In line with other analyst predictions, Kondaur Capital stated that it expects US housing prices to drop 20 percent over the next three years. Citing the unprecedented conditions of the US economy – recession, record federal debt levels and the instability of the job market – the distressed loan firm predicted that housing prices could fall to mid-1990s levels. See the following article from HousingWire for more on this.
Calling bottom on collapsing home prices is a longstanding topic of debate, but distressed loan purchaser Kondaur Capital Corp. cautions about housing prices falling further still.
In a conversation with HousingWire, Kondaur chief executive Jon Daurio joined Moody’s Investors Service analysts saying he expects prices to fall another 20%.
Moody’s again today downgraded ratings on multiple residential mortgage-backed securities, stating that it sees increasing potential for a double-dip recession that would cause home prices to decrease another 20%.
Daurio said he expects the drop to occur over the next three years.
“There may be isolated pocket communities that may not experience this much of a drop — and even may have some moderate price appreciation — but those are the rare exceptions,” he said.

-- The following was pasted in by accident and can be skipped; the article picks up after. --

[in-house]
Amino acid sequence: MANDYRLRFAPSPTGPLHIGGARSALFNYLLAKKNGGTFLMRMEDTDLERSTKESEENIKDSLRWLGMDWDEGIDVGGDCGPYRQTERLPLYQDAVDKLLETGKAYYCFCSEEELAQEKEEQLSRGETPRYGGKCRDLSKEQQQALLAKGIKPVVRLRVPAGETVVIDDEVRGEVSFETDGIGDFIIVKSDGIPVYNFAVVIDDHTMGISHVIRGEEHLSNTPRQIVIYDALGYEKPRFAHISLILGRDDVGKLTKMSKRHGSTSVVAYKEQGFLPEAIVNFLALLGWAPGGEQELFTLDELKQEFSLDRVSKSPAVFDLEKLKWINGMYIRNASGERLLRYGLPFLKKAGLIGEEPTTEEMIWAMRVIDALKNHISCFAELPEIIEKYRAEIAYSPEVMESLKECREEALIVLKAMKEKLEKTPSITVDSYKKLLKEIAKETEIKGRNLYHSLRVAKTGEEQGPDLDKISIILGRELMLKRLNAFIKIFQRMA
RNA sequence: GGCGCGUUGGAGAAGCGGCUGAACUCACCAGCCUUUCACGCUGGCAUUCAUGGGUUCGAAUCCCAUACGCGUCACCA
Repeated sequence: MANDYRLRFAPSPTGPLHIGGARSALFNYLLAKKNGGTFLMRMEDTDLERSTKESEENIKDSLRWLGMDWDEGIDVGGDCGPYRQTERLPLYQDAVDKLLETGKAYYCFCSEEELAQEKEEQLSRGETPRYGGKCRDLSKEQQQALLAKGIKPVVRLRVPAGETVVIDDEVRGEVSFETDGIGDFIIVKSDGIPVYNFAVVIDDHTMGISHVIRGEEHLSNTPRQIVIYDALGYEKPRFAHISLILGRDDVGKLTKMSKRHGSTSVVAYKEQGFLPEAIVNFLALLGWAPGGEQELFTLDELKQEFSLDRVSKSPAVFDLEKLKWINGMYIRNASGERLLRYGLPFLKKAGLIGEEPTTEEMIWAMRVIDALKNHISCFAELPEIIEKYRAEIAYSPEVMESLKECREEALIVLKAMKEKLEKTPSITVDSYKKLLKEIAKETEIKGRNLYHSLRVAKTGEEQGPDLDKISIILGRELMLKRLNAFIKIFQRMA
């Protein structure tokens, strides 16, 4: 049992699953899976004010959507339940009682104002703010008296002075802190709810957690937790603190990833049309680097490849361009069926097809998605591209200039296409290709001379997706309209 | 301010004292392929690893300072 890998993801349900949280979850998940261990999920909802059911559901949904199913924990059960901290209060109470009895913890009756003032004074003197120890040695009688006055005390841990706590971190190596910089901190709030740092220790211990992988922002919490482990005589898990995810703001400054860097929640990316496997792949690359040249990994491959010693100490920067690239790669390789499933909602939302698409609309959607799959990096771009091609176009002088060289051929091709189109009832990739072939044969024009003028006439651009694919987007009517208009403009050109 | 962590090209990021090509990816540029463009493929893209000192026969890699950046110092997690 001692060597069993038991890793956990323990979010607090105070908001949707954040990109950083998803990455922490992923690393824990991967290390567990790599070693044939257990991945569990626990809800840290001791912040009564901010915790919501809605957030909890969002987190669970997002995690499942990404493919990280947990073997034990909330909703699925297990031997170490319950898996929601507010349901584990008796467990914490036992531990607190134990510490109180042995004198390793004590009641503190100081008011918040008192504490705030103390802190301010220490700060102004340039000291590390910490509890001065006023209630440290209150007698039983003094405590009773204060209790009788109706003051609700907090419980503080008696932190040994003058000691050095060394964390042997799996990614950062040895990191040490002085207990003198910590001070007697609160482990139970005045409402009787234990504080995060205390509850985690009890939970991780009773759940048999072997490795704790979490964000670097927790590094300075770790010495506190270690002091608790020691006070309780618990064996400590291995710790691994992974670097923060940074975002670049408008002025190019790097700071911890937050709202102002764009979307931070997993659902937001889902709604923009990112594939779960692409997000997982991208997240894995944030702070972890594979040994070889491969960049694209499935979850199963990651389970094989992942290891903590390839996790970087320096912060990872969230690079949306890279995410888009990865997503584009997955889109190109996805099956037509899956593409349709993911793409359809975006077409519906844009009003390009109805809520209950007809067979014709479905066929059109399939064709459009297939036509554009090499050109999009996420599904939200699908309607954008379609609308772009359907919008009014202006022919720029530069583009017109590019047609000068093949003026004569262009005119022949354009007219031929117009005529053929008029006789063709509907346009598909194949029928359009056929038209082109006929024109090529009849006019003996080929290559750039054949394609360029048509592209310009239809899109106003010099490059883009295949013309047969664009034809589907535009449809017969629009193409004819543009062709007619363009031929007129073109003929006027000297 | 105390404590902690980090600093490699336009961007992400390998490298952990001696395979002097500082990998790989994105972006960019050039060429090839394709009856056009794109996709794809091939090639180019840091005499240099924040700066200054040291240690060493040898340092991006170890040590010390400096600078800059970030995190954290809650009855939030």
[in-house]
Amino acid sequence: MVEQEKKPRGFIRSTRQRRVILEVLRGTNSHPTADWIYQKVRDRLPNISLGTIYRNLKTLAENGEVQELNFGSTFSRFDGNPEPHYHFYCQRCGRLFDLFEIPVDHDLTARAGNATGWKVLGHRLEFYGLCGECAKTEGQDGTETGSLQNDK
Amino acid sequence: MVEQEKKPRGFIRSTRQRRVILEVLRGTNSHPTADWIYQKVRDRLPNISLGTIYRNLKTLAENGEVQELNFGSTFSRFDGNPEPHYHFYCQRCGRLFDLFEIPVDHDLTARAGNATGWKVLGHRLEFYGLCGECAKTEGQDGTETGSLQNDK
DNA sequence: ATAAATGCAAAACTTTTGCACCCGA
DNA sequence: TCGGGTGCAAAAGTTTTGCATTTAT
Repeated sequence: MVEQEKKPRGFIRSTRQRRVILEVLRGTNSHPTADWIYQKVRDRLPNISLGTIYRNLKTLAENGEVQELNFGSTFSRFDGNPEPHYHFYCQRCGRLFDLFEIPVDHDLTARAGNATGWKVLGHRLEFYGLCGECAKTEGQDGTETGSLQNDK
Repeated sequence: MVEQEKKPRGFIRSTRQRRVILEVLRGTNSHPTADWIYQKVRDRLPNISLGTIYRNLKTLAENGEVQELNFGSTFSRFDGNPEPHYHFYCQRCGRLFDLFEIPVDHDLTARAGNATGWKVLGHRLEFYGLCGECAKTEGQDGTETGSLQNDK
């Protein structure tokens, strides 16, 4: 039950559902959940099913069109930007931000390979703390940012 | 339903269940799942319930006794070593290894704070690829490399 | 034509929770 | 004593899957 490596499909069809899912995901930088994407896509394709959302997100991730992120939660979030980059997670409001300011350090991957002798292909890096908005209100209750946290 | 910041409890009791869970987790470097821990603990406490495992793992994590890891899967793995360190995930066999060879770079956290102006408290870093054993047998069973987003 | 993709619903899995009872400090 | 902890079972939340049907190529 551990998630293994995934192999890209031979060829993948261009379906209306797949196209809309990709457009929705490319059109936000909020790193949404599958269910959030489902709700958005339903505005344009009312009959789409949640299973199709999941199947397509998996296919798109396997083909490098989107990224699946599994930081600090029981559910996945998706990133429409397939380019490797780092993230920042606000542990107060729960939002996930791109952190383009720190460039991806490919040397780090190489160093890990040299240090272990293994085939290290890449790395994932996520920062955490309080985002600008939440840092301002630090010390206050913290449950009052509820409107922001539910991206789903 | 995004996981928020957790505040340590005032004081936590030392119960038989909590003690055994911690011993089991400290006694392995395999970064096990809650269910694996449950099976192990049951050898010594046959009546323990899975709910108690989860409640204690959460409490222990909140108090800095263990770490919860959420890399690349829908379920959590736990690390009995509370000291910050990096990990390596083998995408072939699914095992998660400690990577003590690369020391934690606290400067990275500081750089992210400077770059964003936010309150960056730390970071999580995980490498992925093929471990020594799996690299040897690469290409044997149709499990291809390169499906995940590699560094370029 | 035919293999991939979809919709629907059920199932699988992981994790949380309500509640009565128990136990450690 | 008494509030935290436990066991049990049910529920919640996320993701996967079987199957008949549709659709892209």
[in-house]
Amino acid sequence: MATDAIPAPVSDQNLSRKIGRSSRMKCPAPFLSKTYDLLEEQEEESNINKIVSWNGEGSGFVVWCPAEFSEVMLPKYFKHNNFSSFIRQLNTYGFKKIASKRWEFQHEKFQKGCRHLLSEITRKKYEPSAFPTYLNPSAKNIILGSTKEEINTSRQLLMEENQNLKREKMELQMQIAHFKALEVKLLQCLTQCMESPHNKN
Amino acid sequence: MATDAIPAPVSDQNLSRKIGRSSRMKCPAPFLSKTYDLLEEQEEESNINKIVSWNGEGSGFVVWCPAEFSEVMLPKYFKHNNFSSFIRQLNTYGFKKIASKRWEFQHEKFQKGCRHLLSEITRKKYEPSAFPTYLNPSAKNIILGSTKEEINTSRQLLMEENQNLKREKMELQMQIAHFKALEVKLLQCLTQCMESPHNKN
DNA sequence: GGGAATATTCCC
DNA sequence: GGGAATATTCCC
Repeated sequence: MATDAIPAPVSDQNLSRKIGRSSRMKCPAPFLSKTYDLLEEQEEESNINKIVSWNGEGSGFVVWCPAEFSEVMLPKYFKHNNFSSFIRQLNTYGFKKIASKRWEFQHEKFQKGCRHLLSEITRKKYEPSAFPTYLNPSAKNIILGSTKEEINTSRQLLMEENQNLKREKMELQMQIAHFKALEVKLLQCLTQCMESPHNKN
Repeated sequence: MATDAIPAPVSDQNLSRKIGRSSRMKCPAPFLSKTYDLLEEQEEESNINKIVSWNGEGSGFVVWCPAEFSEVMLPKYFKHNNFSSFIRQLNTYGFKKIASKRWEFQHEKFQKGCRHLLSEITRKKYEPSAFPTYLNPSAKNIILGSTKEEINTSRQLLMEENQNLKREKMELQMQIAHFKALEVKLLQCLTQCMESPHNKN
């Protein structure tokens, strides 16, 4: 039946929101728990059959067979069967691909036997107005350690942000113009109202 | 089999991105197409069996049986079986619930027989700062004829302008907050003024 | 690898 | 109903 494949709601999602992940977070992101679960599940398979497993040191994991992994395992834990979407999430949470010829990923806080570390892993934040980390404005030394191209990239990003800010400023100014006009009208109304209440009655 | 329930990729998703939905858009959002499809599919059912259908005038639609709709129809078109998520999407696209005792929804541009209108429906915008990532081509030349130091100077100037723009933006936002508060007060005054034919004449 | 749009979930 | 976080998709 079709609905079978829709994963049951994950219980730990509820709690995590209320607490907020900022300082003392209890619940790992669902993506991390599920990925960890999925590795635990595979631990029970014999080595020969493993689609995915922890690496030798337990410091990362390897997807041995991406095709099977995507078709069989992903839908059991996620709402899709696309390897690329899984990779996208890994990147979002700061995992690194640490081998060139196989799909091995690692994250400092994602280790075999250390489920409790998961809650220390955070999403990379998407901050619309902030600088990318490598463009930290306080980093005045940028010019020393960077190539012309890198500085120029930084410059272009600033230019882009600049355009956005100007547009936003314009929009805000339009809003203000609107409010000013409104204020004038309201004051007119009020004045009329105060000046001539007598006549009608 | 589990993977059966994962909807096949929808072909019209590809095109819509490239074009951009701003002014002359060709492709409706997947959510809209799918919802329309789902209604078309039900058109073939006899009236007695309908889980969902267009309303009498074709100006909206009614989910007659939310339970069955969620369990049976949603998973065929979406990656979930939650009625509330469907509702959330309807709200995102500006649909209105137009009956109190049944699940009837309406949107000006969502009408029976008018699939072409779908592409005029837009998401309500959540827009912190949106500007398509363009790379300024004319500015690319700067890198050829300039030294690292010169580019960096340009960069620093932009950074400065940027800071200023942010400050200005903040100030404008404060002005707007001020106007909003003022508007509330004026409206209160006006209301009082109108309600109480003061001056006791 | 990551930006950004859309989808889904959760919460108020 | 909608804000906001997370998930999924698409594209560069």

Daurio said the unemployment rate is unlikely to improve and could, in fact, get worse. The sustainability of record low mortgage rates is feeble, rising interest rates will have an unbelievably negative impact on the economy, the Home Affordable Modification Program (HAMP) is failing, credit will further tighten, and Federal Housing Administration loans will become the new subprime, he said.
Although Daurio believes the faltering state of the economy will bring housing prices to a mid-90s level, he said this recession and its market fluctuations are completely unprecedented.
“We’re in unique times,” Daurio said. “We haven’t had this much national debt on the balance sheet before. Federal and state governments’ balance sheets are insolvent. There are just far too many people with homes and loans they can’t afford.”
This article has been republished from HousingWire. You can also view this article at HousingWire, a mortgage and real estate news site.